Squeaky scores another UK first with innovative solar power agreement for Britvic and Atrato

Squeaky Clean Energy, the UKs leading PPA marketplace, has secured another first by closing an innovative PPA for Britvic, the FTSE 250 global soft drinks business, and Atrato Onsite Energy (Atrato), a leading solar energy provider.

The innovative 10-year Power Purchase Agreement (PPA), developed by Squeaky whose founders were early pioneers of corporate PPAs in the UK in 2008, enables Atrato to supply Britvic with solar electricity that is commercialised on a pay-as-you-generate basis but is delivered as a baseload contract that matches the consumption needs of the company and can be sleeved into Britvic’s existing supply arrangements.

Atrato’s new solar installation in Northamptonshire will generate energy exclusively for Britvic. It will have a total capacity of 28MW and will be capable of generating 33.3 GWh pa of clean energy, the equivalent of powering 11,500 homes or planting 260,000 trees. The electricity generated will be enough to power 75% of Britvic’s current operations in Great Britain, including its Beckton and Leeds factories, which can produce 2,000 recyclable bottles per minute.

The contractual framework provides the investment security needed by Atrato to build the new solar farm in an old quarry in Northamptonshire. This will see new additional renewable energy capacity developed supporting Squeaky’s mission to accelerate the world’s transition to clean energy. Atrato has fully financed the solar installation, which is expected to be commissioned in early 2024. In only 19 months since IPO, Atrato has built a portfolio of 40 solar sites across the UK.

Britvic has committed to achieving net zero carbon emissions by 2050 and has led the industry as the first UK soft drinks company to have a 1.5°C target verified by the Science Based Targets initiative. Britvic has demonstrated its commitment to this goal, having reduced its direct carbon emissions by 34% since 2017 and generated 57% of its energy needs from renewable sources in 2022, up from 28% in 2018 .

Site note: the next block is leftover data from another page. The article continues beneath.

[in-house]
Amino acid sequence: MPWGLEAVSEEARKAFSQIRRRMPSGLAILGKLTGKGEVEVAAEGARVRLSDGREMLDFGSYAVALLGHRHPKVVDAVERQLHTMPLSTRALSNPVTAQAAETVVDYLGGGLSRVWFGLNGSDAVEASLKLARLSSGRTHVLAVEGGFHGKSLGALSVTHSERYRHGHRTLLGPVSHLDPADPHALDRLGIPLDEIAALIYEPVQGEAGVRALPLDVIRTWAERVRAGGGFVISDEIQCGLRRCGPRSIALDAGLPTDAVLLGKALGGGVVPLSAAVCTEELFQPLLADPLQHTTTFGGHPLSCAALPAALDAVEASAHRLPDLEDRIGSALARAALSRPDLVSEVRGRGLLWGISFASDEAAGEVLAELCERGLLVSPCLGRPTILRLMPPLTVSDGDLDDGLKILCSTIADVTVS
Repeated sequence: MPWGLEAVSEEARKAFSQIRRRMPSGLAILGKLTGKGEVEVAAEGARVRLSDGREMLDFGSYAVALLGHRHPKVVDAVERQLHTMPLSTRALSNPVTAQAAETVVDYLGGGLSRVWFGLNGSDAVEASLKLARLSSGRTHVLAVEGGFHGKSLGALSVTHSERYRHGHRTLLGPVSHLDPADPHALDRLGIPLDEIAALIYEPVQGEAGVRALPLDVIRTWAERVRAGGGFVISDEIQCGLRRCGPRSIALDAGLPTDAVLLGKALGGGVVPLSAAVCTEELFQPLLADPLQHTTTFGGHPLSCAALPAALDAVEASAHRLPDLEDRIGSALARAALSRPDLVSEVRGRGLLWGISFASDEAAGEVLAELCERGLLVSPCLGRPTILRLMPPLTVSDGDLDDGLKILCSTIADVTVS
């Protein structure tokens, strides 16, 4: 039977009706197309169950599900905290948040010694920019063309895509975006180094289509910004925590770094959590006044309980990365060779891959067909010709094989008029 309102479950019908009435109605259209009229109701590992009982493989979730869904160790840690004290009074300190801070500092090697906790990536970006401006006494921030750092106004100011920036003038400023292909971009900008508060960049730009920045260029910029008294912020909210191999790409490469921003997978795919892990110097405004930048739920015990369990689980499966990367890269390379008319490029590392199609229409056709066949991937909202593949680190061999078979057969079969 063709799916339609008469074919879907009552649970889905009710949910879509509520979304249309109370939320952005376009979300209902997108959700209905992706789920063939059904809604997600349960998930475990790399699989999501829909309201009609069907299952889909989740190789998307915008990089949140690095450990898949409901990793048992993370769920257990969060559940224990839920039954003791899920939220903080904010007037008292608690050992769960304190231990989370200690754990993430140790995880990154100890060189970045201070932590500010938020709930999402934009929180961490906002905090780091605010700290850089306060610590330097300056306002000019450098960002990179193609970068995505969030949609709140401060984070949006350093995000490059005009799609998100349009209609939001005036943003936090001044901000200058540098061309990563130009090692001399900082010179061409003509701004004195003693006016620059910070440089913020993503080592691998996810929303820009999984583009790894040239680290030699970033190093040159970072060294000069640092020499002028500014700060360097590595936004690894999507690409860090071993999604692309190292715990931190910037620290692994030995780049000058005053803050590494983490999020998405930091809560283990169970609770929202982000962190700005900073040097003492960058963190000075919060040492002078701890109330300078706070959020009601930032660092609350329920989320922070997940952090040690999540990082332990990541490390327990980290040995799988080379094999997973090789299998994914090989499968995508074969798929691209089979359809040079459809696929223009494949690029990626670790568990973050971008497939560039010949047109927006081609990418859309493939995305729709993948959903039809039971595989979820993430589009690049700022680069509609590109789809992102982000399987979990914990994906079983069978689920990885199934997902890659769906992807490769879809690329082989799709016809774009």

Chris Bowden, Managing Director of Squeaky Clean Energy said:
“Having pioneered the use of corporate PPAs in the UK it has become abundantly clear that new and innovative contracting structures are needed to accelerate the transition to clean energy. We are incredibly proud to have scored another first with a unique PPA arrangement that enables Atrato to de-risk the financing of its project and Britvic to deliver on its Healthier People, Healthier Planet sustainability mission.”

Matt Swindall, Chief Procurement Officer at Britvic says:
“This deal represents a significant milestone for Britvic as we continue to partner with home-grown renewable energy projects to power our business. The 10 year deal also establishes stability, enabling us to plan more efficiently over the coming years. In short, it’s great for our Healthier Planet sustainability ambitions, and great for the business.”

Matthew Philips, Britvic’s Senior Category Manager for utilities, led the project. He said:
“This is a ground-breaking achievement for Britvic, and I am extremely proud of everyone involved. Our Healthier People, Healthier Planet sustainability strategy is a critical commercial driver for us, and nothing demonstrates this more than our factories and warehouses being powered by clean, green, domestic renewable electricity to produce the iconic quality brands that consumers love.”

Gurpreet Gujral, Managing Director and Head of Renewable Energy at Atrato said:
“We are thrilled to enter into this new corporate PPA with Britvic. This highly innovative PPA structure provides Britvic with a consistent source of renewable energy that matches their electricity needs. This project exemplifies our commitment to providing long term and attractively priced clean energy to our clients. Following an award-winning IPO, Atrato has become the ‘go to’ corporate clean energy provider.”